My alarm sounded happily – it’s always cheerful at 5.30am – and, bleary-eyed, I jumped up and stumbled into the bathroom.
I reached for my shampoo but it was blocked by a huge, brown furry shape. I was without my glasses and couldn’t quite understand what was happening. I tried again. Nope. There was definitely something blocking my shampoo.
I leaned closer, woke up and screamed. It was a moth. But not just any moth – a giant jungle-style beast that was bigger than my hand. A bird would have been better.
I roused my flatmate but, despite being a hardy, sub-tropical Australian, she couldn’t cope with the thought of deafening flapping either. We resolved to leave it with the window open. I didn’t even shower.
When I mentioned the moth to a Colombian friend that morning, she shuddered.
“You know we’re very superstitious about those things,” she said seriously.
“They’re bad luck. And if they’re black, they mean death.”
“It was brown. Nothing is going to happen,” I said flatly.
But later I still couldn’t bear the idea of the beast swooping towards me in the shower (I’m a wimp) so I called the Colombian who is experiencing the current comedy of dating me. We were supposed to meet that afternoon to watch his beloved Real Madrid, but I asked if he could come a little early to remove the moth. Unfortunately, Colombians use the same word – mariposa – for both butterfly and moth, so I was unable to convey my full disgust at its’ huge, furry, flappy-ness.
(If it has been a beautiful Red Admiral butterfly, I wouldn’t have been so bothered, clearly.)
Still, the moth was making us late for the match and in my haste to rectify the situation I slipped on the wet floor and fell down in a painful heap, bruising my hip.
“I told you not to hurry,” my Colombian said, looking half concerned and half amused as he helped me to my feet.
“It’s a butterfly, it’s not going to do anything.”
He chased the beast out of the window, but it was bloody minded and remained on the exterior wall of our flat for the rest of the day – lurking in a slightly sinister fashion.
Still, I’d forgotton about it the following morning when I was walking along casually, drinking a bottle of water and enjoying the Bogota sunshine.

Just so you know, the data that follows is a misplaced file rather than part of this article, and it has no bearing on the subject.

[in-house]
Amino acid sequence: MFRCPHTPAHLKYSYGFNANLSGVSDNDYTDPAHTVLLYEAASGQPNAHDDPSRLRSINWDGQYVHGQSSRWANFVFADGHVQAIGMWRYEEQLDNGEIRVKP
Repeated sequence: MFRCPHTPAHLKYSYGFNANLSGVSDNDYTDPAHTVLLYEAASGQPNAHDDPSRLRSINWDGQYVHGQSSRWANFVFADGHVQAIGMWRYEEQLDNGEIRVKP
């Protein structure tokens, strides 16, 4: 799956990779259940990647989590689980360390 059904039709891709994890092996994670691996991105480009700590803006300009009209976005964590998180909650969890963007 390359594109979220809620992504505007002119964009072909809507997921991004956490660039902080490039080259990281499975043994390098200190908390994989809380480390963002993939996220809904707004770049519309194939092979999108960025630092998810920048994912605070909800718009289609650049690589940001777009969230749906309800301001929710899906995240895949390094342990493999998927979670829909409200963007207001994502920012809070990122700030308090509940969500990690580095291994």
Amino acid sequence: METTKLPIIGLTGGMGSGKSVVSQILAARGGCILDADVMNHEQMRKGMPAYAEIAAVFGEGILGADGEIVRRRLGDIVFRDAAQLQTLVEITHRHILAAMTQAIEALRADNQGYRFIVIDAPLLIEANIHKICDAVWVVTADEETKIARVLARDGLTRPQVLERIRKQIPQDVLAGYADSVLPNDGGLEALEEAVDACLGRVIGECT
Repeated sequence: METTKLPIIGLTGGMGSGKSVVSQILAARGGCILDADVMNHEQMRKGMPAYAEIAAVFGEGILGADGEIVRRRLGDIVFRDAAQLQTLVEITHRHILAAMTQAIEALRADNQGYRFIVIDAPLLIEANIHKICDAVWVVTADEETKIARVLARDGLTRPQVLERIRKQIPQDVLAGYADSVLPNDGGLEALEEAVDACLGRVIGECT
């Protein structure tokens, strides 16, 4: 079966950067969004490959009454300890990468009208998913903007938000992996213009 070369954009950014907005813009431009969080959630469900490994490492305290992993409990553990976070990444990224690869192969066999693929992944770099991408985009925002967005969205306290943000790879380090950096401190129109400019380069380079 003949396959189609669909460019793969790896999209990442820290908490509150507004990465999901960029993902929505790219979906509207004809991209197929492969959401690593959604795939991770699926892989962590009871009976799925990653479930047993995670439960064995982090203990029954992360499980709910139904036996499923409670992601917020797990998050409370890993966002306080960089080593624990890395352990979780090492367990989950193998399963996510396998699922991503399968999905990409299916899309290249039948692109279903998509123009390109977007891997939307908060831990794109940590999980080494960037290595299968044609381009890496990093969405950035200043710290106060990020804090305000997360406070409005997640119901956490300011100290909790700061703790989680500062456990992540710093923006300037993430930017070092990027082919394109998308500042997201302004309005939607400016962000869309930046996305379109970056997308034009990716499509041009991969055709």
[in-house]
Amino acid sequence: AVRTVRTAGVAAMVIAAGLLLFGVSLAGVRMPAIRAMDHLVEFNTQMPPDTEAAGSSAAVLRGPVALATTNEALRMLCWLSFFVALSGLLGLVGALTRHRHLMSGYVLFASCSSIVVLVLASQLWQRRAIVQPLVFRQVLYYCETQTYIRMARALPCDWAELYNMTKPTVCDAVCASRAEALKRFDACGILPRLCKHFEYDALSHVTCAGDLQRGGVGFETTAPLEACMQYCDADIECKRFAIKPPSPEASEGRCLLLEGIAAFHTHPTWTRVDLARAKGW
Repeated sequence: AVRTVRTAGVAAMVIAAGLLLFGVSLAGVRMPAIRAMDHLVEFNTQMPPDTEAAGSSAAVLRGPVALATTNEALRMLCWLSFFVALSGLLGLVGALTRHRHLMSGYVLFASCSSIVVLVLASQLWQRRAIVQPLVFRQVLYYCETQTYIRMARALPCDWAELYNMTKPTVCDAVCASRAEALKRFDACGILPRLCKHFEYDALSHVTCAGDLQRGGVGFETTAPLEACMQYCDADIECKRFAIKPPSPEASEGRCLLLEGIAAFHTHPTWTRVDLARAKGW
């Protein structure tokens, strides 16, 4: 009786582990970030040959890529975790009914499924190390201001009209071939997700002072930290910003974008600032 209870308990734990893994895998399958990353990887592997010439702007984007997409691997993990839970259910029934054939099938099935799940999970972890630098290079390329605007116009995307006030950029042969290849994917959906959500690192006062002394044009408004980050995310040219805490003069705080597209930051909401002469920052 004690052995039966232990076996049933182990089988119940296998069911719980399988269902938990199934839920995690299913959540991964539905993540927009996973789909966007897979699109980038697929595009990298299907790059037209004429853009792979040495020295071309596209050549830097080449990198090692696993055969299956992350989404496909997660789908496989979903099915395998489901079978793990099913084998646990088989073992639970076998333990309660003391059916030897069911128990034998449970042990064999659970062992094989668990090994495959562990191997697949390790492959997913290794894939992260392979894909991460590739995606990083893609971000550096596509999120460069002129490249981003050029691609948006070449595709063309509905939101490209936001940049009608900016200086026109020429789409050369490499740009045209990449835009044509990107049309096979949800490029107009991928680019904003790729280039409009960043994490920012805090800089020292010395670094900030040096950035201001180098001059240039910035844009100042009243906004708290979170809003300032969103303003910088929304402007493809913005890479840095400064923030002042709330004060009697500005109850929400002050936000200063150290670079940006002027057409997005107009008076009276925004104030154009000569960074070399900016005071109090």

I stepped into the road only for my ankle to give way on a perfectly flat piece of tarmac. To be fair to my ankes, they have been permanently weakened by years of high-impact sport. Once a year, they roll for no reason. Once every five years they roll so badly, I am sent crashing to the floor. It seems I was about due a reminder.
I sprawled onto the edge of the kerb, in front of a horrified woman who hauled me to my feet; salvaging the water bottle, its lid and my life before all three could be extinguished by a crazy Bogota taxi driver. I was intact, apart from a cut foot and slightly bruised hands.
The day passed without further incident – I was hobbling slightly – but the following morning I woke up to a text message from the Colombian. I couldn’t understand it fully (and had no time to consult my dictionary) but it seemed the Colombian – a chef – was in hospital.
He was back home that evening when I visited with ice-cream and wine, certain it was nothing serious but unwilling to admit I hadn’t fully understood his message.
He answered the door with a sad face and his hand bandaged like a giant, white paw. It seems he’d knocked over a pan at his work and showered his right hand in boiling oil.
“It’s not been a good week has it?” he sighed, hiding a weak smile as I distracted him with my various bruises.
“No,” I replied grumpily.
“And it all started with that bloody butterfly.”